The road to passing

2009-08-14 00:00

HI. My name’s Sharon Dell and I’m an assimilat­or.

Roughly speaking, this means I am a self-learner given to over-researching a given topic and getting bogged down in theory. On the plus side, however, I’m likely to be precise and thorough, organise facts and material well, and understand which issues have the highest priority.

Now, if I were currently a university student, this might suggest that I need help limiting my sources or lengthy discussions with a patient lecturer to feed my need for a thorough understanding of ... everything.

Having a chance to reflect on my personal learning style was one of the benefits of spending time at the recent academic monitoring campaign hosted by the Student Counselling and Careers Centre (SCC) and Local Students Representative Council (LSRC) at the university campus in Pietermaritzburg.

A festive two-day campaign earlier this month, which saw TV personality and Idols finalist and former UKZN student Ayanda Mpama visit the campus to participate in a discussion, was aimed at raising awareness among staff and students of the university’s academic monitoring system. Using student grades, the system keeps track of academic performance and uses the concept of a traffic light to keep students informed about their academic status. (See box.)

An initiative of the faculty of science and agriculture, which was approved by the university’s governance structures in 2006, the system is a constructive attempt to arrest South Africa’s worryingly high student failure rate, which ultimately leads to academic exclusions.

Earlier this year, Liza van Wyk, CEO of skills training organisations AstroTech and BizTech, was reported as saying that around 35% and 40% of students who enroll at tertiary institutions drop out before completing their studies, compared with an internationally acceptable rate of about 10%.

Ever since the late eighties and early nineties, when historically white universities started opening up to significant numbers of black students, academic exclusions have been an active area of focus for student representative councils.

Today, the issue remains highly relevant, particularly given the higher numbers of previously disadvantaged students embarking on university study. The position taken by the local SRC and expressed by one of its members, Morris Ndlovu, is that exclusions are unfair if “conditions around the lives of those students are not considered”.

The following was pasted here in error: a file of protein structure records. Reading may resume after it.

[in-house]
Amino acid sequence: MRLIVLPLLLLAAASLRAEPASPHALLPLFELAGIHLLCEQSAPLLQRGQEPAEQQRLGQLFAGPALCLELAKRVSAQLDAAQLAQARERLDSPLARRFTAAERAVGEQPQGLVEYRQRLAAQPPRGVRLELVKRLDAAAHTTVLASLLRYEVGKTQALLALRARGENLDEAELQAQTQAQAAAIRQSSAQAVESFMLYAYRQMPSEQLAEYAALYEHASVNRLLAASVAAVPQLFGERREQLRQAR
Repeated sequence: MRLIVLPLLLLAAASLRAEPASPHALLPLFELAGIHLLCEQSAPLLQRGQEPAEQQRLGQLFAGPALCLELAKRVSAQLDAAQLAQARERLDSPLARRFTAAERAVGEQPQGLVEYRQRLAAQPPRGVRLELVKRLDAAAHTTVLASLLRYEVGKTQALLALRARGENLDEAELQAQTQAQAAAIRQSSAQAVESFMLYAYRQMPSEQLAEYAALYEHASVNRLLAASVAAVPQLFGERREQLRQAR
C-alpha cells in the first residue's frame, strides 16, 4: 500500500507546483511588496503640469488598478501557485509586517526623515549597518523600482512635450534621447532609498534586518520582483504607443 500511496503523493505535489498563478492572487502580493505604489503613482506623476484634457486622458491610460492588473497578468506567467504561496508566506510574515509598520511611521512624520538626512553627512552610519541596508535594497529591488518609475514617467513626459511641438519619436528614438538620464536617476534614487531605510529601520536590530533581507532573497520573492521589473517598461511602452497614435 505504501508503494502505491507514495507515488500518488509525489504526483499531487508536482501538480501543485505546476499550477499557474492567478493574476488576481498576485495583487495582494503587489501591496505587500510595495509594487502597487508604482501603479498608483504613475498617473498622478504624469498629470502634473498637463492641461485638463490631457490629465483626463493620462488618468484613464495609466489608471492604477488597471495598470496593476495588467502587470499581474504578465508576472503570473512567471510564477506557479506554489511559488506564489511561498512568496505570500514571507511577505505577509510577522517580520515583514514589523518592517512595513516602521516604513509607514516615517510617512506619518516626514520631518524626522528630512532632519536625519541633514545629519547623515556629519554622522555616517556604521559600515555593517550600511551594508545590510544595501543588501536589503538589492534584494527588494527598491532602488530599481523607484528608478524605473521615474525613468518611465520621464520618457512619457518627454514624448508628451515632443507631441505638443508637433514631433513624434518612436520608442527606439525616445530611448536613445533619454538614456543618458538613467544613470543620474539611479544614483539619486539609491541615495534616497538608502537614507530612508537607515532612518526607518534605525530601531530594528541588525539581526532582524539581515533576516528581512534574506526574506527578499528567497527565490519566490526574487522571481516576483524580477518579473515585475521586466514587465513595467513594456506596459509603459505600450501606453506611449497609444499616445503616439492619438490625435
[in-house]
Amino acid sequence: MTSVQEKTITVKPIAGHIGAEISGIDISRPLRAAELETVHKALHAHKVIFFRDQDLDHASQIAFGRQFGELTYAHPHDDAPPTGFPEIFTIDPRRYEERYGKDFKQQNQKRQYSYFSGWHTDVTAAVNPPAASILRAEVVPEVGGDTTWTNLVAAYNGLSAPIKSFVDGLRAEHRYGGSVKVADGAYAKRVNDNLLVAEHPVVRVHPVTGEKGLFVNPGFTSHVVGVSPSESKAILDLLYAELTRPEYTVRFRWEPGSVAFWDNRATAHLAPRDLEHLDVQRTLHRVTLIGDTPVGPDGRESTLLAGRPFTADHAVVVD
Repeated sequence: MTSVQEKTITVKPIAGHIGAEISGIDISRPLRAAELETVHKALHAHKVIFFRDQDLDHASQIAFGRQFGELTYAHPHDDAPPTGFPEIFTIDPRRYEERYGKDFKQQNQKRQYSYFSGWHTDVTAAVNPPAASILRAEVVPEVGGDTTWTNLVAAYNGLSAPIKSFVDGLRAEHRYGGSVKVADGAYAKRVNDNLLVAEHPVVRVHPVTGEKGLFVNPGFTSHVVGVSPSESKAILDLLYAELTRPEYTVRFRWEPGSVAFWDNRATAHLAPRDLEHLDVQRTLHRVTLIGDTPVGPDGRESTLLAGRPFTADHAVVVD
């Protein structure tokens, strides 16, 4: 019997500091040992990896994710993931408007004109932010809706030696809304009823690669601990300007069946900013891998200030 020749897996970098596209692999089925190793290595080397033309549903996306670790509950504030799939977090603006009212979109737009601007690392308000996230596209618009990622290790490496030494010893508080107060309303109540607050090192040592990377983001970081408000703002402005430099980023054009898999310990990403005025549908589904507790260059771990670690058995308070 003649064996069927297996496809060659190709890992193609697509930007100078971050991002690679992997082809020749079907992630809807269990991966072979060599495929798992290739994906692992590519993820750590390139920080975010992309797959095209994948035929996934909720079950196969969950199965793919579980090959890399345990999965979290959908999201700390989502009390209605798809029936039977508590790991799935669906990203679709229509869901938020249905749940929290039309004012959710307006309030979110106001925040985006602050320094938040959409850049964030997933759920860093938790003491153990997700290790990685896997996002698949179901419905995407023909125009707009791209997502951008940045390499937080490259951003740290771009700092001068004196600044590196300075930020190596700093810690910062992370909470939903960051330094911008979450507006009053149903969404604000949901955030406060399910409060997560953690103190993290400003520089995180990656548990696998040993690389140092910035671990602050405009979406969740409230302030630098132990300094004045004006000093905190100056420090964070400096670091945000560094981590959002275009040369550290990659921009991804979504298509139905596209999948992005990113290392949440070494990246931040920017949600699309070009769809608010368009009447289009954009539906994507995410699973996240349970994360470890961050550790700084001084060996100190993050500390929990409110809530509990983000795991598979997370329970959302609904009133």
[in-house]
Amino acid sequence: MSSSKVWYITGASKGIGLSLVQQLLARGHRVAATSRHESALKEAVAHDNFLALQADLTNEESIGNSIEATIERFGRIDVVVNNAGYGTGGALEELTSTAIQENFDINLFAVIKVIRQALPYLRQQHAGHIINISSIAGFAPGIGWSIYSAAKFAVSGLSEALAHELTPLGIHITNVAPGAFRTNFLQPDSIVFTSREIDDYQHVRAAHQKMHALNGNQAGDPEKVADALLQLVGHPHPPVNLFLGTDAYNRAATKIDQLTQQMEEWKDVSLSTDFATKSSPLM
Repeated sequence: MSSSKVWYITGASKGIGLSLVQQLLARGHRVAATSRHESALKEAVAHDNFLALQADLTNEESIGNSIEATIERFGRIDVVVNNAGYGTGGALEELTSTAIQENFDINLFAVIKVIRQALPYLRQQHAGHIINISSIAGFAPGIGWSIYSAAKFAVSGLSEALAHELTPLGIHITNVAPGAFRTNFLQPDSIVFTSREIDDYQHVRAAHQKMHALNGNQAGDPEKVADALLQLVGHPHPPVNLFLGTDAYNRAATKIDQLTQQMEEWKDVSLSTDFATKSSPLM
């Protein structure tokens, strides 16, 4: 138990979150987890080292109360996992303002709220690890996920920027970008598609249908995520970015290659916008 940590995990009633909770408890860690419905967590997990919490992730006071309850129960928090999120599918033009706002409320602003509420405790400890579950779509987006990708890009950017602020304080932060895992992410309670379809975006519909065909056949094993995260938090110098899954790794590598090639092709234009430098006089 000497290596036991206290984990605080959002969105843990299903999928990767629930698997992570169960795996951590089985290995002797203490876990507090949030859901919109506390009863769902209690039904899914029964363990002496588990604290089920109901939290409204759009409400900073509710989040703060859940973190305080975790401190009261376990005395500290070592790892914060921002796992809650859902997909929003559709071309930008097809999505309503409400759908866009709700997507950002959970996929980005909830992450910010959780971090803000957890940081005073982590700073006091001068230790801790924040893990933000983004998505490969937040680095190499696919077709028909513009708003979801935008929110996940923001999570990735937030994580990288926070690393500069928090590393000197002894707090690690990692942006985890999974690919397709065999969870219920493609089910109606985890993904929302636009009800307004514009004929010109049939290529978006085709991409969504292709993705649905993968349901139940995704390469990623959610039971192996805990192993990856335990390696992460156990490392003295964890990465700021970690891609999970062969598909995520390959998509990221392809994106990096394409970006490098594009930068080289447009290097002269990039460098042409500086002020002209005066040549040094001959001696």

LSRC president Mlungisi Manana said that there needs to be equal emphasis in the university on access and success. He said UKZN is moving towards a system which will give faculties more capacity to monitor the performance of individual students, some of whom continue to slip through a multi-layered network of existing support options, and often seek help only when it’s too late and an exclusion is unavoidable.

SCC director Khanyisile Nyembezi said that during the two-day campaign many students asked why the monitoring system had been kept a “secret”.

“The system is good, but much needs to be done at an implementation level to promote it,” she said.

Nyembezi said that while the two-day campaign is a “powerful start” which succeeded in raising awareness of the system, the SCC is committed to ongoing efforts to enhance communication and partnerships.”

Support for students currently ranges from peer educators and student mentors to professional career counselling available at the SCC. Students can also make use of academic development officers — students employed to teach in different subjects.

But it’s not all about academic performance. The SCC’s Mariam Jassat said that although the SCC can “identify learning problems and look at strategies — skills building, learning strategies — to deal with them”, counsellors are also able to deal with more personal issues, for example, by helping students to develop assertiveness when it comes to asking for help or clarification.

For Jassat, there is also a need to challenge the perception of the SCC as a place people go to when they have a problem. “We are trying to market the benefits of a more proactive approach to self development,” she said.

“STAY on the green and reach your dream” is the motto for the Robot System which colour-codes students’ academic performance and can act as an early warning system for struggling students.

Students receive the coding on their academic printouts every semester and are encouraged to take the appropriate action, depending on where they are placed.

. Green means “Good academic standard”. The student has passed at least 70% of credits in that semester and at least 75% of the credits expected by the faculty to complete a degree in the minimum time.

. Orange means “Caution ... at risk”. The student has passed fewer than 70% of credits or fewer than 75% of credits needed to complete his or her degree in the minimum period. At this point students are reminded of their responsibilit­y to attend compulsory academic counselling at the SCC.

. Red means “Danger. Act now”. It indicates serious underperformance and the student is referred directly to the SCC for compulsory academic and personal/career counselling. If allowed to continue by the faculty, the student may be put on strict probation for a semester or advised to redirect to a different faculty. The student will have to meet specific goals at the end of the semester before moving back into orangestatus.

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